Ideology and State Terror: How Officer Beliefs Shaped Repression During Argentina's "Dirty War"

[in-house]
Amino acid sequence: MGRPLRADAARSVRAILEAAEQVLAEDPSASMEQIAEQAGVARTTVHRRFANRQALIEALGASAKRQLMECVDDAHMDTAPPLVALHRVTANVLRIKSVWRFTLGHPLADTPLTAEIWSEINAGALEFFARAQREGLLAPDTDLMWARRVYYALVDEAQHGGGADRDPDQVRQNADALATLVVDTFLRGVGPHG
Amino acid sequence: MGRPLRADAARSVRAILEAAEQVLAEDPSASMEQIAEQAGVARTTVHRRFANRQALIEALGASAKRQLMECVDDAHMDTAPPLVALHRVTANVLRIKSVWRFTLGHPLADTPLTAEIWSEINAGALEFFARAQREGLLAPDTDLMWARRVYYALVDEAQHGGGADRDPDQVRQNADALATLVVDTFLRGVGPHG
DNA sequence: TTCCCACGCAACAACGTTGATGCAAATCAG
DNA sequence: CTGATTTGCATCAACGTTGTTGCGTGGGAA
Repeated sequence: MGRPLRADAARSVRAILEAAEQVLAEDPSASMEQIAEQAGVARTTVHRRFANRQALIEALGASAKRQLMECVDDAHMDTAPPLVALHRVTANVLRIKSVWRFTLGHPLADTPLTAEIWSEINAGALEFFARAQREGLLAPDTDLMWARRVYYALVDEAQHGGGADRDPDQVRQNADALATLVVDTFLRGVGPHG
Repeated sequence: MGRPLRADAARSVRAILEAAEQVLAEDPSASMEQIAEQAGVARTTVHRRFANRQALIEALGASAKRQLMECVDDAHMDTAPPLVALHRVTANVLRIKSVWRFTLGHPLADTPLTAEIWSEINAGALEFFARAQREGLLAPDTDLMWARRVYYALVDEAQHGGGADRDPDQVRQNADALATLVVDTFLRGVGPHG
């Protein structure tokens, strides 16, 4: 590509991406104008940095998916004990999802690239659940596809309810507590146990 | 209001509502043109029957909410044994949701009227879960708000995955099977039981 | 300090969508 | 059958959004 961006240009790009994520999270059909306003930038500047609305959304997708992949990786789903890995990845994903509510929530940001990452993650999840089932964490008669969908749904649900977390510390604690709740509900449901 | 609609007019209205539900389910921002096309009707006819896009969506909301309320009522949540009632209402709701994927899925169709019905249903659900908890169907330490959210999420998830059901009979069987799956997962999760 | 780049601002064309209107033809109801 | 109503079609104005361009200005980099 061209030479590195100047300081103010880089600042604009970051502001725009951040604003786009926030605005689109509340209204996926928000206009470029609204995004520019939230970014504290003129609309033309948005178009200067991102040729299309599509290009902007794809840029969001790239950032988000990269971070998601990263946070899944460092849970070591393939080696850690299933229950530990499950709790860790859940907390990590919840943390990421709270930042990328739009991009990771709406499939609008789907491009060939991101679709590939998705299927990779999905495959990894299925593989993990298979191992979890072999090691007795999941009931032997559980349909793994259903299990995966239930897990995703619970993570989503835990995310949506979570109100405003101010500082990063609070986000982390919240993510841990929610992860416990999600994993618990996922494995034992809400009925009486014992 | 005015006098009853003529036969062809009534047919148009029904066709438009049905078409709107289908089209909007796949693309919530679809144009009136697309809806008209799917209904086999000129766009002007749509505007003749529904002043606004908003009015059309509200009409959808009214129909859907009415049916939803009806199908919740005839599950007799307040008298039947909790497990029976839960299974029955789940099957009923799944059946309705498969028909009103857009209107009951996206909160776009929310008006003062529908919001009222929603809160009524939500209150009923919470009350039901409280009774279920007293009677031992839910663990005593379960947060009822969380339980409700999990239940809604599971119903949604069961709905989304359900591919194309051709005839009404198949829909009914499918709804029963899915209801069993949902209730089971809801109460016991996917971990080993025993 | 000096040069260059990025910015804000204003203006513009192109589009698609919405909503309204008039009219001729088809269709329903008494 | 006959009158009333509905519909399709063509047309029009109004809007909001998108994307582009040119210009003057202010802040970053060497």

How does ideology influence state terror? Studies on state repression have looked at the leaders' decision-making to explain how much violence states use against internal enemies. However, government leaders usually rely on their security forces to produce violence. I argue that distinct ideological beliefs within the military apparatus produce different levels of repression even if leaders are determined to terrorize the population. I expect officers who share the ideology of their leader to willingly execute the government's repressive program, while officers who do not share the leader's convictions refuse to terrorize civilians. I study these dynamics in the case of Argentina's Dirty War (1975-1981) during which the government tasked its ideologically divided army with a nation-wide terror campaign. Combining qualitative and quantitative data from historical sources, I identify the ideological beliefs and repressive behavior of military commanders. Consistent with my expectation, I find that loyal nationalist officers in the infantry, artillery, and communications branch of the army perpetrated significantly more violence than liberal cavalry officers who rejected the junta's terror program. The results demonstrate that ideological beliefs within the state's security apparatus can lead to violent outcomes that deviate from government orders.